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  1. I attempted to use flatbuffers to send lots of data between Python and Rust programs.  This was my first time using flatbuffers.  
  2.  
  3. ##  Challenges
  4. - Compared to, say, protobuf, the flatbuffers documentation is minimal, and finding examples relevant to my particular use case wasn't easy.
  5. - It's not a streaming format in itself. Like protobuf, flatbuffers _can_ be saved to disk or streamed; however, out-of-the-box they don't have streaming support.
  6.  
  7. ## Send length-prefixed chunks
  8. Here's a summary of the solution I used: Wrap an arbitrary number of core messages in a flatbuffer vector within a flatbuffer table.  Flatten the table, measure the size of the flattened buffer, and stream that length prefix followed by the body of the buffer.
  9.  
  10. ### The Writer / Sender
  11. On the writing / sending end:
  12. - Create a basic message type (this could be the location of a player in a game, or the kinematics of a robot, or 6DOF of a drone)
  13. - Wrap an arbitrary number of these messages in a flatbuffer vector, as a field in a flatbuffer table
  14. - Push messages into the vector (and thus into the table)
  15. - Finish the vector, finalize the table, measure the flattened size of the table
  16. - Write the flattened size to disk/stream as a little-endian encoding uint32
  17. - Write the flattened buffer to disk
  18.  
  19. Here's a python sample:
  20. ```
  21. import flatbuffers
  22. import struct
  23. import Simulator.Event
  24. import Simulator.FrameData
  25.  
  26. def generate_events(rising_locations, falling_locations, event_file):
  27.   fbb = flatbuffers.Builder(0)
  28.  
  29.   total_events = len(rising_locations) + len(falling_locations)
  30.   Simulator.FrameData.FrameDataStartEventsVector(fbb, total_events)
  31.  
  32.   # create a series of flatbuf events and insert into vector
  33.   for item in rising_locations:
  34.     x = item[0][0]
  35.     y = item[0][1]
  36.     event = Simulator.Event.CreateEvent(fbb, x, y, 1)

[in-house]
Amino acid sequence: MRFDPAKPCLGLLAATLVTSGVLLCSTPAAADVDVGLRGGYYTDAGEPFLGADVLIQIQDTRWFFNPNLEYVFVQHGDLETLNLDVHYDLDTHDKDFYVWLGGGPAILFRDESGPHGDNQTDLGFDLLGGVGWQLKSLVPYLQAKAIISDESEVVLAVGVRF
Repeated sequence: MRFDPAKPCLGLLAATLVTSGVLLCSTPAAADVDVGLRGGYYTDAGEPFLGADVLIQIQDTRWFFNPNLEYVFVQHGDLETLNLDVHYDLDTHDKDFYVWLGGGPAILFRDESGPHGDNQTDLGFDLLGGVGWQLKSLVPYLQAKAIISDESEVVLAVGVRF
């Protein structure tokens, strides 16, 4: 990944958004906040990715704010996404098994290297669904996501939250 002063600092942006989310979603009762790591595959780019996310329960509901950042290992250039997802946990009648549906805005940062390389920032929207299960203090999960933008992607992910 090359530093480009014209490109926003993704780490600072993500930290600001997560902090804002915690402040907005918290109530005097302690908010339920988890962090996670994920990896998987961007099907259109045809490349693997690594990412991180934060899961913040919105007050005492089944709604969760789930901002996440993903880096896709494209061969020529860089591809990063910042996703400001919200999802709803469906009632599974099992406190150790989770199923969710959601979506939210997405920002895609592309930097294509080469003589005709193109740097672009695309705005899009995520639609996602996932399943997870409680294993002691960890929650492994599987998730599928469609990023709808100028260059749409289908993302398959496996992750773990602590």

37.  
  38.   for item in falling_locations:
  39.     x = item[0][0]
  40.     y = item[0][1]
  41.     event = Simulator.Event.CreateEvent(fbb, x, y, 0)
  42.  
  43.   # done creating the vector of events
  44.   all_events = fbb.EndVector(total_events)
  45.  
  46.   # now start the wrapping table
  47.   Simulator.FrameData.FrameDataStart(fbb)
  48.   # add the event vector
  49.   Simulator.FrameData.FrameDataAddEvents(fbb, all_events)
  50.   framed_data = Simulator.FrameData.FrameDataEnd(fbb)
  51.   fbb.Finish(framed_data)
  52.   # grab the flattened data buffer
  53.   buf = fbb.Output()
  54.   flatbuf_len = len(buf)
  55.   print("total events: %d flatbuf size: %d" % (total_events, flatbuf_len))
  56.   # encode the chunk with a LE-encoded length prefix
  57.   event_file.write(struct.pack('<L', flatbuf_len))
  58.   event_file.write(buf)
  59. ```
  60.  
  61. ### The Reader / Receiver
  62. On the reading / receiving end:
  63. - Read the LE-encoded length prefix
  64. - Read exactly length bytes into a buffer
  65. - Use the `get_root` methods to obtain the table root
  66. - Dig into the vector which contains an arbitrary number of messages
  67.  
  68. Here's a rust sample:
  69.  
  70. ```
  71. use flatbuffers;
  72. use std::io::Read;
  73. use std::io::BufReader;
  74. use byteorder::{LittleEndian, ReadBytesExt};
  75.  
  76. #[allow(dead_code, unused_imports)]
  77. mod simulator_flatbuf_generated;
  78. use crate::simulator_flatbuf_generated::simulator;
  79. use crate::simulator_flatbuf_generated::simulator::FrameData;
  80. use crate::simulator_flatbuf_generated::simulator::Event;
  81. ...
  82.  
  83.   let  f = std::fs::File::open("./out/events.dat").unwrap();
  84.   let mut buf_reader = BufReader::new(f);
  85.  
  86.   let mut chunk_len:u32 = 0;
  87.   while {
  88.     chunk_len = buf_reader.read_u32::<LittleEndian>().unwrap_or(0);
  89.     println!("chunk_len: {}", chunk_len);
  90.     chunk_len > 0 } {
  91.     let mut buf:Vec<u8> = vec![0; chunk_len as usize];
  92.  
  93.     buf_reader.read_exact(&mut buf).expect("couldn't read_exact");
  94.     let rooty:FrameData = flatbuffers::get_root::<simulator::FrameData>(&buf);
  95.     let evts = rooty.events().expect("no events");
  96.     println!("events: {}", evts.len());
  97.     // TODO actually use the events
  98.   }
  99. ```
  100.  
  101. ### The Schema
  102. Here's roughly the schema file (`.fbs` file) I used:
  103.  
  104. ```
  105. namespace Simulator;
  106.  
  107. struct Event {
  108.     x: uint16;
  109.     y: uint16;
  110.     rising:uint8;
  111. }
  112.  
  113. table FrameData {
  114.     events: [Event];
  115. }
  116. ```
  117.  
  118.  
  119.  
  120. ## Notes and open questions
  121.  
  122. - There are some methods in the flatbuffers API related to `Prefix` -- it sounds like these might be intended to automatically send length prefix, but there's zero documentation.
  123. - For any flatbuffers samples/examples, the minimal set of things needed to form a useful example is:
  124.   - The schema file (`.fbs` file) used
  125.   - The writer code (the code writing the flatbuffer)
  126.   - The reader code (the code reading the flatbuffer)
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